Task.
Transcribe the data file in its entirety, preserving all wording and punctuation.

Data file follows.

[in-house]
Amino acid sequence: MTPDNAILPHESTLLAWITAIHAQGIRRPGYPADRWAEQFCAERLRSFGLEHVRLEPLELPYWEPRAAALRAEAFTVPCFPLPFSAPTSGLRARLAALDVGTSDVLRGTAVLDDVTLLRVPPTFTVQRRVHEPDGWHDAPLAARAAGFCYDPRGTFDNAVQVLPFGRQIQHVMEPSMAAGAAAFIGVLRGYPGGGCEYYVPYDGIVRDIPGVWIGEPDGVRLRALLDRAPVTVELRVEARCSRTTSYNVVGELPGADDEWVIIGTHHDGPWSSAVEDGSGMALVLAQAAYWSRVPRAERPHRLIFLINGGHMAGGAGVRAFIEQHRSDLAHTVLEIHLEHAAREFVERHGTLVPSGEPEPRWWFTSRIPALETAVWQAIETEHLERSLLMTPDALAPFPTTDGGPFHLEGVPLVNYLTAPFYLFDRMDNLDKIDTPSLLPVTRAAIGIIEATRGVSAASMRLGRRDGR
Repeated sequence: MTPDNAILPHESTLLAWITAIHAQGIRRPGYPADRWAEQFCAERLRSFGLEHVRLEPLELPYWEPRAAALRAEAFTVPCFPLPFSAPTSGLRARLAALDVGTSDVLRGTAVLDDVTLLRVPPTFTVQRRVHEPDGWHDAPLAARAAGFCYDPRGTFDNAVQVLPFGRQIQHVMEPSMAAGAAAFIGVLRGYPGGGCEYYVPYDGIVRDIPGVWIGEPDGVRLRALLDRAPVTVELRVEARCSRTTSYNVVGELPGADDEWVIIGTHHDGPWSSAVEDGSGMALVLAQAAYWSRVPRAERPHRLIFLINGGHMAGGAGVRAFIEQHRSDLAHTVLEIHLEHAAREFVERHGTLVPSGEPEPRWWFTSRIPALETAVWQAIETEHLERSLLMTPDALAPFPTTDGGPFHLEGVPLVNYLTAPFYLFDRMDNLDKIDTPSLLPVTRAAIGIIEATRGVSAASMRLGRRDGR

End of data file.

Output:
[in-house]
Amino acid sequence: MTPDNAILPHESTLLAWITAIHAQGIRRPGYPADRWAEQFCAERLRSFGLEHVRLEPLELPYWEPRAAALRAEAFTVPCFPLPFSAPTSGLRARLAALDVGTSDVLRGTAVLDDVTLLRVPPTFTVQRRVHEPDGWHDAPLAARAAGFCYDPRGTFDNAVQVLPFGRQIQHVMEPSMAAGAAAFIGVLRGYPGGGCEYYVPYDGIVRDIPGVWIGEPDGVRLRALLDRAPVTVELRVEARCSRTTSYNVVGELPGADDEWVIIGTHHDGPWSSAVEDGSGMALVLAQAAYWSRVPRAERPHRLIFLINGGHMAGGAGVRAFIEQHRSDLAHTVLEIHLEHAAREFVERHGTLVPSGEPEPRWWFTSRIPALETAVWQAIETEHLERSLLMTPDALAPFPTTDGGPFHLEGVPLVNYLTAPFYLFDRMDNLDKIDTPSLLPVTRAAIGIIEATRGVSAASMRLGRRDGR
Repeated sequence: MTPDNAILPHESTLLAWITAIHAQGIRRPGYPADRWAEQFCAERLRSFGLEHVRLEPLELPYWEPRAAALRAEAFTVPCFPLPFSAPTSGLRARLAALDVGTSDVLRGTAVLDDVTLLRVPPTFTVQRRVHEPDGWHDAPLAARAAGFCYDPRGTFDNAVQVLPFGRQIQHVMEPSMAAGAAAFIGVLRGYPGGGCEYYVPYDGIVRDIPGVWIGEPDGVRLRALLDRAPVTVELRVEARCSRTTSYNVVGELPGADDEWVIIGTHHDGPWSSAVEDGSGMALVLAQAAYWSRVPRAERPHRLIFLINGGHMAGGAGVRAFIEQHRSDLAHTVLEIHLEHAAREFVERHGTLVPSGEPEPRWWFTSRIPALETAVWQAIETEHLERSLLMTPDALAPFPTTDGGPFHLEGVPLVNYLTAPFYLFDRMDNLDKIDTPSLLPVTRAAIGIIEATRGVSAASMRLGRRDGR